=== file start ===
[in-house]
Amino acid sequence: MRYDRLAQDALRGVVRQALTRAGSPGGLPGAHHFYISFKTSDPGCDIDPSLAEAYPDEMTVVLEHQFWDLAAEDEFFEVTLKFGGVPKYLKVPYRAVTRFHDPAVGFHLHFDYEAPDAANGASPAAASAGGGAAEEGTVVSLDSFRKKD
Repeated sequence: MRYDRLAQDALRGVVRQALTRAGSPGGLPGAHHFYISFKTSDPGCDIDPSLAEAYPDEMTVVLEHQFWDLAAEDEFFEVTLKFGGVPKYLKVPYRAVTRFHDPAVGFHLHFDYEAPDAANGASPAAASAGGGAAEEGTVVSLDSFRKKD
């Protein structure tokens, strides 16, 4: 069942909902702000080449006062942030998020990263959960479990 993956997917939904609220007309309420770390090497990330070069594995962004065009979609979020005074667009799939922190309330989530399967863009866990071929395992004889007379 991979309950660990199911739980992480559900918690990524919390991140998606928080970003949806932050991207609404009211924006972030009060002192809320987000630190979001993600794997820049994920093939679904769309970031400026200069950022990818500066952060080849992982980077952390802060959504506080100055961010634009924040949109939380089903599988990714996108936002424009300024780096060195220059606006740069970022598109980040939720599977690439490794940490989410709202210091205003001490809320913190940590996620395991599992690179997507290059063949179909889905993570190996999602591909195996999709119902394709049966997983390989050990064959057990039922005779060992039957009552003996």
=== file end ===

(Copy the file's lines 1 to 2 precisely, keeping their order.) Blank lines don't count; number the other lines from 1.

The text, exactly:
[in-house]
Amino acid sequence: MRYDRLAQDALRGVVRQALTRAGSPGGLPGAHHFYISFKTSDPGCDIDPSLAEAYPDEMTVVLEHQFWDLAAEDEFFEVTLKFGGVPKYLKVPYRAVTRFHDPAVGFHLHFDYEAPDAANGASPAAASAGGGAAEEGTVVSLDSFRKKD